The people of Swit-zer-land were not always free and happy as they are to-day. Many years ago a proud tyrant, whose name was Gessler, ruled over them, and made their lot a bitter one indeed. One day this tyrant set up a tall pole in the pub... Read more of THE STORY OF WILLIAM TELL at Stories Poetry.comInformational Site Network Informational
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Parisian rag-picker

Anecdotes Home






An old chiffonnier (or rag picker) died in Paris in a
state apparently of the most abject poverty. His only relation was a niece,
who lived as servant with a greengrocer. This girl always assisted her
uncle as far as her slender means would permit. When she heard of his
death, which took place suddenly, she was upon the point of marriage with a
journeyman baker, to whom she had been long attached. The nuptial day was
fixed, but Suzette had not yet bought her wedding clothes. She hastened to
tell her lover that their marriage must be deferred, as she wanted the
price of her bridal finery to lay her uncle decently in the grave. Her
mistress ridiculed the idea, and exhorted her to leave the old man to be
buried by charity. Suzette refused. The consequence was a quarrel, in which
the young woman lost at once her place and her lover, who sided with her
mistress. She hastened to the miserable garret where her uncle had expired,
and by the sacrifice not only of her wedding attire, but of nearly all the
rest of her slender wardrobe, she had the old man decently interred. Her
pious task fulfilled, she sat alone in her uncle's room weeping bitterly,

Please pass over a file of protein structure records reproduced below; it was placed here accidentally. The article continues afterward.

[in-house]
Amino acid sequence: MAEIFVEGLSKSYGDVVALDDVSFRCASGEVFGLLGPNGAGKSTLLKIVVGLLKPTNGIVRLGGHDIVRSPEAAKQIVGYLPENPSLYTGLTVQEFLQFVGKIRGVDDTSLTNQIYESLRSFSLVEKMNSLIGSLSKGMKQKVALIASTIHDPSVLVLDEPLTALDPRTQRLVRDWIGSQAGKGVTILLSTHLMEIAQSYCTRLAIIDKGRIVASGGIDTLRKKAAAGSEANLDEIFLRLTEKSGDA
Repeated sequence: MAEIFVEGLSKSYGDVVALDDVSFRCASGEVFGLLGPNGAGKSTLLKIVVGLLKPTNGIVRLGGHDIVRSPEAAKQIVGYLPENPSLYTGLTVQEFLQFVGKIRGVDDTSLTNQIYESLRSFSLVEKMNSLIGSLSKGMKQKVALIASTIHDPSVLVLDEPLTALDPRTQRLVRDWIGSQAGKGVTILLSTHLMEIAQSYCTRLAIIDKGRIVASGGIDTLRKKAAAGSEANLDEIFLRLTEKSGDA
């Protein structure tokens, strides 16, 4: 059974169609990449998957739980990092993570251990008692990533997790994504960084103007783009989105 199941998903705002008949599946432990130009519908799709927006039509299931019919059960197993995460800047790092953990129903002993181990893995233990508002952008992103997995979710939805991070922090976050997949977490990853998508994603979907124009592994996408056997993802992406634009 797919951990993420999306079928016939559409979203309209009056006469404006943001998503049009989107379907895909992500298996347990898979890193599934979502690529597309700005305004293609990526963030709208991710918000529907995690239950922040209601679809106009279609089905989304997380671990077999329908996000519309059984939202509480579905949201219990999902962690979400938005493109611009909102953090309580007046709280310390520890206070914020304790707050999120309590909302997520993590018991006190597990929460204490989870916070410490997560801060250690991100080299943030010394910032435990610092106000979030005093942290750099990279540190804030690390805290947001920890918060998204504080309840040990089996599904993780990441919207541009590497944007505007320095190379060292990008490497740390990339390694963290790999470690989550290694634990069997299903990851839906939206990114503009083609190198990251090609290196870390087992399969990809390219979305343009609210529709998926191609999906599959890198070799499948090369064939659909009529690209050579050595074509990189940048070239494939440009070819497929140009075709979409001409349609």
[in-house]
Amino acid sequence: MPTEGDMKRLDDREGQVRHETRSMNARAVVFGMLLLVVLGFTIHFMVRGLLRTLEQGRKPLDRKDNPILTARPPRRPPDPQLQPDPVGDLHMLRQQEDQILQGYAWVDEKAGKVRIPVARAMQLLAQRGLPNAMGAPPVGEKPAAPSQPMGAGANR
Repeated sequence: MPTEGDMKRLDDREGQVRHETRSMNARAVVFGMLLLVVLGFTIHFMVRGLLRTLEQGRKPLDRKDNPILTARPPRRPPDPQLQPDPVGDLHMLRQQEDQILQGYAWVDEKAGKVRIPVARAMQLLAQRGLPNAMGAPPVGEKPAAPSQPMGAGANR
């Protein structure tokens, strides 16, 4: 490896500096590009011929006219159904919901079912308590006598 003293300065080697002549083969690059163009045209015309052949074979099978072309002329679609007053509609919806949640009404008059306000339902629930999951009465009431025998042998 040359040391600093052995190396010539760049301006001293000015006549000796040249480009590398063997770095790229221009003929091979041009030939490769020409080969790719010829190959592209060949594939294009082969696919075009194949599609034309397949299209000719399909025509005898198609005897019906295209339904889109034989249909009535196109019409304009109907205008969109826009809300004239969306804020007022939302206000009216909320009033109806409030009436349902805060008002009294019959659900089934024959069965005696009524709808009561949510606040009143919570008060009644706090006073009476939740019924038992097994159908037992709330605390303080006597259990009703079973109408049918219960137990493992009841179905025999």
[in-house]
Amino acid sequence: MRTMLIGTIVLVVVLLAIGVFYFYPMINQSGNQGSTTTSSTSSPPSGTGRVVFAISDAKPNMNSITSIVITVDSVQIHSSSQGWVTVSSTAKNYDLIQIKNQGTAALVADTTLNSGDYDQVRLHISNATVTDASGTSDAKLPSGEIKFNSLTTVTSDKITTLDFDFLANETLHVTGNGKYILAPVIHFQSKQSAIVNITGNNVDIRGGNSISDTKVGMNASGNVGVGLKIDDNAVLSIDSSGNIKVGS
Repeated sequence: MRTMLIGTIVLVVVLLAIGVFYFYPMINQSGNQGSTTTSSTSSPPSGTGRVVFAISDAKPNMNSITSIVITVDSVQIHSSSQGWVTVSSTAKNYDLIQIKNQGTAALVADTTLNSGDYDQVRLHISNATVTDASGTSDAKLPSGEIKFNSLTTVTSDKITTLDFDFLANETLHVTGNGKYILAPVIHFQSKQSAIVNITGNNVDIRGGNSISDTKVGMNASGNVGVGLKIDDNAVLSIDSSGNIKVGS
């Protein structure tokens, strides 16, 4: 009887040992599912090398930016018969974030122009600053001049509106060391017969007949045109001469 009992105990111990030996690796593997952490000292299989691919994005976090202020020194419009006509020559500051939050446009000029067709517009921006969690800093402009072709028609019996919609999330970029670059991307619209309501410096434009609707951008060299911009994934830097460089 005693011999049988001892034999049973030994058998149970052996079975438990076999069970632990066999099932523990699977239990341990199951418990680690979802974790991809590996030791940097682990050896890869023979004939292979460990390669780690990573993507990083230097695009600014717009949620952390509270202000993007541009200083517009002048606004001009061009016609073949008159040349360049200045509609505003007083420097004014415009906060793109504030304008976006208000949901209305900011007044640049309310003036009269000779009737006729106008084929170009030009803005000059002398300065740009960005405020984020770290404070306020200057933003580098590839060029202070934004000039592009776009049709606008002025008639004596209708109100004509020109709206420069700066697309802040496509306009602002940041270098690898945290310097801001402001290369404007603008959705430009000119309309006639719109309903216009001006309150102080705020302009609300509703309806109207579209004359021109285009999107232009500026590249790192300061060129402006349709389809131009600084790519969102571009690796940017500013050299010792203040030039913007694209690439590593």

when the master of her faithless lover, a young good-looking man, entered.
"So, my good Suzette, I find you have lost your place!" cried he, "I am
come to offer you one for life--will you marry me?" "I, Sir? you are
joking." "No, indeed, I want a wife, and I am sure I can't find a better."
"But everybody will laugh at you for marrying a poor girl like me," "Oh! if
that is your only objection we shall soon get over it; come, come along; my
mother is prepared to receive you." Suzette hesitated no longer; but she
wished to take with her a memorial of her deceased uncle: it was a cat
that he had kept for many years. The old man was so fond of the animal
that he was determined even death should not separate them, and he had
caused her to be stuffed and placed near his bed. As Suzette took puss
down, she uttered an exclamation of surprise at finding her so heavy. The
lover hastened to open the animal, when out fell a shower of gold. There
were a thousand louis concealed in the body of the cat, and this sum, which
the old man had contrived to amass, became the just reward of the worthy
girl and her disinterested lover.





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